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Independent grocers feel competitive pinch

NGA: Sales, profits dip in changing economic, retail environment

Rising competition and costs, along with lackluster customer spending, squeezed financial results for independent grocery store operators last year, according to a report from the National Grocers Association (NGA).

Same-store sales for independents dipped 0.6% in fiscal 2017, according to the 2018 Independent Grocers Financial Survey released Tuesday by NGA and financial consulting partner FMS Solutions Holdings. The slight decrease, however, marked an improvement from fiscal 2016, when comparable-store sales fell 1.62% year over year.

In 2017, sales were down for 50.7% of independent grocers, said the study, which gauged results from 139 companies in 35 U.S. states and five Canadian provinces. Adjusted for deflation, comp-store sales tailed off 0.4%, similar to results in 2015 and 2016, NGA noted.

“While the economy picked up pace in 2017, consumer spending at the grocery store remained subdued. Shoppers held on to money-saving measures, and competition for the grocery dollar continued to be fierce,” the report said.

Average food-at-home prices were 0.2% lower in 2017 than in the previous year, according to data from the U.S. Bureau of Labor Statistics. The NGA report said deflation was sharper in the early part of 2017 but monthly food-at-home prices improved by December, providing some margin relief. Still, intense price competition by large supermarket chains and discounters flattened out margins. Total store gross margin came in at 27.23% for the year.

“Profit leaders, the top 25th percentile in net profits, saw greater sales contributions by fresh departments — including produce, meat and deli — at higher-than-average margins,” the study said.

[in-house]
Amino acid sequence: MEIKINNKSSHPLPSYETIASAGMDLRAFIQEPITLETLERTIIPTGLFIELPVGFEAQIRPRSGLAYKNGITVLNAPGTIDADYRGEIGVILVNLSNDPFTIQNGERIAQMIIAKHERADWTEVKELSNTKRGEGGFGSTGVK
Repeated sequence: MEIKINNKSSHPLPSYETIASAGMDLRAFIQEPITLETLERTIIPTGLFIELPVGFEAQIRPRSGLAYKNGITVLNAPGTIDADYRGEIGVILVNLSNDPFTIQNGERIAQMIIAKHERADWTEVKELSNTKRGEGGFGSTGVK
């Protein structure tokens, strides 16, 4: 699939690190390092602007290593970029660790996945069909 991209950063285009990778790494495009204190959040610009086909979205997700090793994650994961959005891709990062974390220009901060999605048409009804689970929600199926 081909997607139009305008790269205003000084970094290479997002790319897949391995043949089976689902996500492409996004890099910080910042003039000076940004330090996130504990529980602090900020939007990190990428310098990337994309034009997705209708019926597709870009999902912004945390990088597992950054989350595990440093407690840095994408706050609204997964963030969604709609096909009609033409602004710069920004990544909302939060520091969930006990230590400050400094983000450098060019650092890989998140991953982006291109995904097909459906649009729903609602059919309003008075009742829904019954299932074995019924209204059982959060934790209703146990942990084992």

Market conditions hoisted costs for labor and benefits, rent/CAM, utilities and supplies, NGA reported. Total expenses were 27.94% for 2017, and the study noted that labor and benefits remained the biggest costs, reaching a new record of 15.16% of sales. Profit leaders had below-average expenses across all line items.

With decreased dollar sales, flat margins and higher expenses, the independent grocery sector saw net profit before taxes decline to 0.09% in 2017 from 0.98% the year before. EBITDA (earnings before interest, taxes, depreciation and amortization) also fell to 1.4% from 1.85%, yet NGA’s report said that result shows that independents remain cash-flowing.

“The profit leaders averaged 3.06% in net profits, down from 4.70% in 2016 — underscoring that the tough environment impacted all independents,” according to the study. “The profit leaders tend to operate slightly larger stores that averaged a greater number of weekly transactions, at a higher transaction size. Profit leaders focused on managing inventories, averaging lower shrink and higher turns across departments. They showed a high probability to reinvest into their businesses while minimizing long-term debt.”

Independent grocers cited competition — primarily from conventional supermarkets and supercenters — as their chief concern in growing sales and profits, followed by hiring and employee retention (in light of the low U.S. unemployment rate) and health care costs and compliance.

“Independents have always faced stiff competition from other retailers, especially big chains and discount warehouses,” FMS President and CEO Robert Graybill said in a statement. “Now they’re competing with e-commerce, home delivery and meal kits. But our study has shown that independents are able to adapt where they’re able and embrace their strengths over these new formats.”

Despite burgeoning competition, independent grocers’ margins were slightly ahead of where they were a year ago, NGA pointed out. The survey also revealed that 71% of respondents were more optimistic about the future of their businesses.

“There’s no doubt that the supermarket industry is changing at a rapid pace. However, independent grocers have faced industry shifts and challenges in the past and have proven resilient,” said NGA President and CEO Peter Larkin. “They are the entrepreneurs of the industry and have the ability to experiment and adjust as needed to meet their shoppers’ needs.” 

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